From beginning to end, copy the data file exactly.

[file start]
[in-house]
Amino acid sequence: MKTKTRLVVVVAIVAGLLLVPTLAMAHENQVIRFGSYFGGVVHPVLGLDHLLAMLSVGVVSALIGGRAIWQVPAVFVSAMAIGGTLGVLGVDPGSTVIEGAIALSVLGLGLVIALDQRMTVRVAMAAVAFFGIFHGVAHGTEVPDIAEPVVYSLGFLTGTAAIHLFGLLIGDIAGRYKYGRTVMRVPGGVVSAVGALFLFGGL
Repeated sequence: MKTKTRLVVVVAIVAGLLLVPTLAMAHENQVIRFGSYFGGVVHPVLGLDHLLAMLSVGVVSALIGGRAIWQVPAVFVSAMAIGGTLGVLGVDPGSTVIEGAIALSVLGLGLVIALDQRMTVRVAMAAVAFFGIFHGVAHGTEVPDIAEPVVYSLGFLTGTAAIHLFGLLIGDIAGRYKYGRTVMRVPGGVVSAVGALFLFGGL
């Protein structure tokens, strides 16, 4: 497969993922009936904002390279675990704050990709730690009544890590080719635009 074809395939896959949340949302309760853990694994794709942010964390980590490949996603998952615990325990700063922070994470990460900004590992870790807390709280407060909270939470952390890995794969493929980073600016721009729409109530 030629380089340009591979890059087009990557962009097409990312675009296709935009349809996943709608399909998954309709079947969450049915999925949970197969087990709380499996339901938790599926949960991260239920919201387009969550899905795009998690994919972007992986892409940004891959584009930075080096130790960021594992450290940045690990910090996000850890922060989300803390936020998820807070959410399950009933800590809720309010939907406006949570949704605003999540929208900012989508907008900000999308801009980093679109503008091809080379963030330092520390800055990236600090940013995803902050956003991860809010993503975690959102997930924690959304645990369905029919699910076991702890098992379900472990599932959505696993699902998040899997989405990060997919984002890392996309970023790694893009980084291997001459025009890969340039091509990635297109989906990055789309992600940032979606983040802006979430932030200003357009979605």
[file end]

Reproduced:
[in-house]
Amino acid sequence: MKTKTRLVVVVAIVAGLLLVPTLAMAHENQVIRFGSYFGGVVHPVLGLDHLLAMLSVGVVSALIGGRAIWQVPAVFVSAMAIGGTLGVLGVDPGSTVIEGAIALSVLGLGLVIALDQRMTVRVAMAAVAFFGIFHGVAHGTEVPDIAEPVVYSLGFLTGTAAIHLFGLLIGDIAGRYKYGRTVMRVPGGVVSAVGALFLFGGL
Repeated sequence: MKTKTRLVVVVAIVAGLLLVPTLAMAHENQVIRFGSYFGGVVHPVLGLDHLLAMLSVGVVSALIGGRAIWQVPAVFVSAMAIGGTLGVLGVDPGSTVIEGAIALSVLGLGLVIALDQRMTVRVAMAAVAFFGIFHGVAHGTEVPDIAEPVVYSLGFLTGTAAIHLFGLLIGDIAGRYKYGRTVMRVPGGVVSAVGALFLFGGL
């Protein structure tokens, strides 16, 4: 497969993922009936904002390279675990704050990709730690009544890590080719635009 074809395939896959949340949302309760853990694994794709942010964390980590490949996603998952615990325990700063922070994470990460900004590992870790807390709280407060909270939470952390890995794969493929980073600016721009729409109530 030629380089340009591979890059087009990557962009097409990312675009296709935009349809996943709608399909998954309709079947969450049915999925949970197969087990709380499996339901938790599926949960991260239920919201387009969550899905795009998690994919972007992986892409940004891959584009930075080096130790960021594992450290940045690990910090996000850890922060989300803390936020998820807070959410399950009933800590809720309010939907406006949570949704605003999540929208900012989508907008900000999308801009980093679109503008091809080379963030330092520390800055990236600090940013995803902050956003991860809010993503975690959102997930924690959304645990369905029919699910076991702890098992379900472990599932959505696993699902998040899997989405990060997919984002890392996309970023790694893009980084291997001459025009890969340039091509990635297109989906990055789309992600940032979606983040802006979430932030200003357009979605």